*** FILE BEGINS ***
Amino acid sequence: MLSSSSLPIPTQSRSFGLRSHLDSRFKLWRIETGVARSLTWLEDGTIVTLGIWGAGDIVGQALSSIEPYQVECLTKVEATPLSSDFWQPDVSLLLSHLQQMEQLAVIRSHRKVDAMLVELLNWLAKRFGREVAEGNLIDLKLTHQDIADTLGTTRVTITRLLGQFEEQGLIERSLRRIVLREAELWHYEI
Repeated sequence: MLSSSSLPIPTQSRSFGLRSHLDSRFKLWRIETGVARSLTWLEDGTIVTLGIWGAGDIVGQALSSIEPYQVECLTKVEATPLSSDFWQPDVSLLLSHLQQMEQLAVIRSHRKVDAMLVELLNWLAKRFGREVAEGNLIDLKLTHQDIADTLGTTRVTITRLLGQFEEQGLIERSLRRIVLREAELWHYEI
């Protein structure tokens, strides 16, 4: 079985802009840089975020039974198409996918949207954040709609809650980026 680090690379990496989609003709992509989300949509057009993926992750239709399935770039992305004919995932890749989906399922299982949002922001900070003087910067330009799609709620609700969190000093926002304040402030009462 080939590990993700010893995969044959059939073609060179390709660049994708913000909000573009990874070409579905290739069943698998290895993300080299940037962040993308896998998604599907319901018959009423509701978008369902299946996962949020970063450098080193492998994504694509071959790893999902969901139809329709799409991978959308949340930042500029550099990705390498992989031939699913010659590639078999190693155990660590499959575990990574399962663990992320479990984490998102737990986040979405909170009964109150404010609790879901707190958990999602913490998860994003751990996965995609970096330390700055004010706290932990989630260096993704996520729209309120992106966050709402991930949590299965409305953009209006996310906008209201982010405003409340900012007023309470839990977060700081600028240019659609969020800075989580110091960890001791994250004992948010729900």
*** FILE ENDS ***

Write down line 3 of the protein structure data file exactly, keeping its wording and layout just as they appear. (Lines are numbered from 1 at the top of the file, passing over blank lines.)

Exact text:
């Protein structure tokens, strides 16, 4: 079985802009840089975020039974198409996918949207954040709609809650980026 680090690379990496989609003709992509989300949509057009993926992750239709399935770039992305004919995932890749989906399922299982949002922001900070003087910067330009799609709620609700969190000093926002304040402030009462 080939590990993700010893995969044959059939073609060179390709660049994708913000909000573009990874070409579905290739069943698998290895993300080299940037962040993308896998998604599907319901018959009423509701978008369902299946996962949020970063450098080193492998994504694509071959790893999902969901139809329709799409991978959308949340930042500029550099990705390498992989031939699913010659590639078999190693155990660590499959575990990574399962663990992320479990984490998102737990986040979405909170009964109150404010609790879901707190958990999602913490998860994003751990996965995609970096330390700055004010706290932990989630260096993704996520729209309120992106966050709402991930949590299965409305953009209006996310906008209201982010405003409340900012007023309470839990977060700081600028240019659609969020800075989580110091960890001791994250004992948010729900």